ARIA is a crash-safe alternative to MyISAM and according to plans, it will become Transactional in the next major release. I don’t expect it to be as fast, reliable and robust than InnoDB (or XtraDB.. the altered version of InnoDB developed by Percona and included in MariaDB), but it’s definitely a good “hybrid” solution between MyISAM et InnoDB.

I didn’t experience issue since the changes, so if you are a WordPress user, don’t be afraid to give it a try !

MariaDB

 

 

 

The problems you may face when upgrading PDI 4.3 to 5.0.1

Upgrading PDI from one version to another is a pretty easy task. You just have to download the latest version and overwrite your existing “data-integration” folder (in fact, I don’t recommend to overwrite.. create a new copy aside the other!) . There is a few blog posts and an official documentation to do it properly.

However, what all these blogs do not tell is what kind of problem you can expect after the upgrade.  Almost every step from newer version are compatible with the older one. That is true. But there are a few steps you should especially care about.

This is the problems I personally faced.

The first is in Spoon with the Zip File Step. I wasn’t able to open the popup to edit the step.

Pentaho ZipFile Dialog

There is no workaround. You have to delete the step and recreate it. I reported the bug:  Zip file Step from PDI 5.0.1 is not compatible with older versions of PDI. It’s not related to the upgrade, but I also found a bug when you append a file to an existing zip with 5.0.1.

 

The second problem was with the “SQL” step of a job. If the “Send SQL as single statement” is checked, the step produces this error (and nothing more..!):

Make sure you have a semicolon at the end of your statement and uncheck “Send SQL as Single statement”. I didn’t fill a bug report for this one..

 

I sometime have the following error in the log.. It appears randomly and does not produce any obvious problems. So it’s a bit annoying to debug..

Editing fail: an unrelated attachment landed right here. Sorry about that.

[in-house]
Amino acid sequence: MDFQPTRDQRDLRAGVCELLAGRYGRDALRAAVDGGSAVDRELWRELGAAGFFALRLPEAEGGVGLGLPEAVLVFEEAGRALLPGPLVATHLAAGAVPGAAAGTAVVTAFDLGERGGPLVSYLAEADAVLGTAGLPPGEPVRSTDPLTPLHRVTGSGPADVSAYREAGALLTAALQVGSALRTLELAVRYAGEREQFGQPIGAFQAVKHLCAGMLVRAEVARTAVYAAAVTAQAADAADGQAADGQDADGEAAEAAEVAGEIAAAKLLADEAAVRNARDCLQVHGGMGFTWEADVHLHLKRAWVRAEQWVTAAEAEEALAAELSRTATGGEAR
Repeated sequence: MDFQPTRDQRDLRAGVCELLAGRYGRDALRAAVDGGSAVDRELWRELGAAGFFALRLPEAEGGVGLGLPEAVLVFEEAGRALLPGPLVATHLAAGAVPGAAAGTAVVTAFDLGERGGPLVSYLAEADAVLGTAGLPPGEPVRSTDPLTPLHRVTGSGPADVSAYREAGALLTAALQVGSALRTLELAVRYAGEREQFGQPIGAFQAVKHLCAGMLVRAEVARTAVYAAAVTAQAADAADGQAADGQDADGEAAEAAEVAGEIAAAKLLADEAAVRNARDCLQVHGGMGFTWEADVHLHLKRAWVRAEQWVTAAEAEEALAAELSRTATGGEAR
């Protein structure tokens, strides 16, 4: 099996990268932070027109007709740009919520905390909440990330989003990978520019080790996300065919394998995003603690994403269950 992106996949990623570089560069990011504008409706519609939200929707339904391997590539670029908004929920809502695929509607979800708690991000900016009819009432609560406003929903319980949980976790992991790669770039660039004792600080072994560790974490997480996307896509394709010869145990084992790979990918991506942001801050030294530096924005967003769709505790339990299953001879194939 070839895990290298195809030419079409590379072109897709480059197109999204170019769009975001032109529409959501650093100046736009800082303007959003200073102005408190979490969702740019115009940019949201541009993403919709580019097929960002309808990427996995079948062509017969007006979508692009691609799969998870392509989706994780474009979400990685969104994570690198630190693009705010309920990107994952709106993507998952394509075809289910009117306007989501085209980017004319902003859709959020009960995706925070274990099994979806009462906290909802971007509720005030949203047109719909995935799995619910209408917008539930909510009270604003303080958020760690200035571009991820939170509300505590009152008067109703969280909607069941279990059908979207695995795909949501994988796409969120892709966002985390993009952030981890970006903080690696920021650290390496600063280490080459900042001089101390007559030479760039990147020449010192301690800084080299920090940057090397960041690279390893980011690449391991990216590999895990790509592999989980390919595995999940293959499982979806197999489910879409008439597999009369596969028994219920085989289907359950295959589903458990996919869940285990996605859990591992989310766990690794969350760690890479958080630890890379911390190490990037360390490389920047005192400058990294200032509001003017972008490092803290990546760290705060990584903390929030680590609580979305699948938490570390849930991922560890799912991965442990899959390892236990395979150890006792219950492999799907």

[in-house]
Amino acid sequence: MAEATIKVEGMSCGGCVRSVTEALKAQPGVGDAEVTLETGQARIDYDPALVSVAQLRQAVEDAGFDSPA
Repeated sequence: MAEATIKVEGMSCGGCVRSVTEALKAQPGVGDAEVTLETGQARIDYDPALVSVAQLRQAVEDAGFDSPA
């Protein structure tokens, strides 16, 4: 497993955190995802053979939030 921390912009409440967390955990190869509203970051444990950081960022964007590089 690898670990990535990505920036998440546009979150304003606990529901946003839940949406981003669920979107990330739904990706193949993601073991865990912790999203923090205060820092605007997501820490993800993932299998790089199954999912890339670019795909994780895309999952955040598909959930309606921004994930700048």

I still haven’t found why

 

The last things I noticed is a bit disappointing. I explained it in a previous post. PDI 5.0.1 is a little bit slower than 4.3.

 

References:

Pentaho PDI version 5.0.1 is slower than 4.3

After updating Pentaho PDI 4.3 to 5.0.1, I noticed that my ETL process took 45 minutes longer to execute. So I ask myself if the new version is really slower than the old one ..

I compared the two kettle versions with the same transformation (a single Table Input to Ouput a Table). Same database, same table, same driver, same everything except PDI release (4.3 and 5.0.1).

Pentaho PDI Transformation

Here is the result:

5.0.1  5.0.1 4.3  4.3
Rows/Sec Total Sec Rows/Sec Total Sec
Run #1 33712 50 35864 47
Run #2 31804 53 36643 46
Run #3 33051 51 37458 45
Run #4 33712 50 37458 45
Run #5 33712 50 36643 46
Run #6 31804 53 38309 44
Run #7 33712 50 36643 46
Run #8 32415 52 36643 46
Run #9 31804 53 37458 45
Run #10 31215 54 36643 46

Pentaho Kettle 5.0.1 Benchmark

Yes, Pentaho Kettle 5.0.1 is slower than 4.3. Sad but true, but this is not a deal breaker considering the new features that come with it.

Tuning tips every PDI user using MySQL should know: increase table output speed by 7000%

I found a thread on Pentaho Forum about Table Output Performance.  It gives a really easy way to speed up your table output.. A LOT! Some people have been able to reach 84k rows/sec using the method. It is not a joke. It works.  It really does.

All you need to do is to give the MySQL JDBC driver 3 parameters:

It allows to insert many rows with a single statement instead of one row per statement. Also, useCompression reduce the traffic between the server and pentaho.

I tested it myself.

I used a 869mb CSV file (5248714 rows) from my Laptop and transferred it to an out-of-the-box MySQL installation on a cheap VPS server (1 CPU, 1gb ram) with a poor network in Europe (yep.. across the ocean). The expected performance is a very slow transfer.

I set the number of copies to start of my Table Output to 4 and commit size to 1000.

Here is the result without the options: I reached 52 rows/seconds.

NoOptimisation4TableOutput

The same test, but with the 3 connection parameters: 3674 rows/second ! Wow ! 7000% faster !

Optimisation4TableOutput

Impressive isn’t it !?

 

References:

Three different ways to create a CSV with MySQL

There are 2 well known ways to create a CSV using MySQL. But there is a technique I’ve been using for many years that most blogs and forums don’t talk about. I do believe it’s worth showing the technique I use since it’s faster.

First, there is the “standard” way:

The second technique is by using mysql client and sed

And the technique I use is by using the CSV storage engine.

I now have a file named test_csv_table.CSV in my MySQL datadir! If you don’t know where is your datadir, use the statement:

Obviously, it requires to have the privileges to read the mysql datadir. Also, keep in mind the CSV engine doesn’t support nullable columns.

What I like with that third technique is I don’t have to remember the complex syntax of the other techniques. It’s pretty straight forward.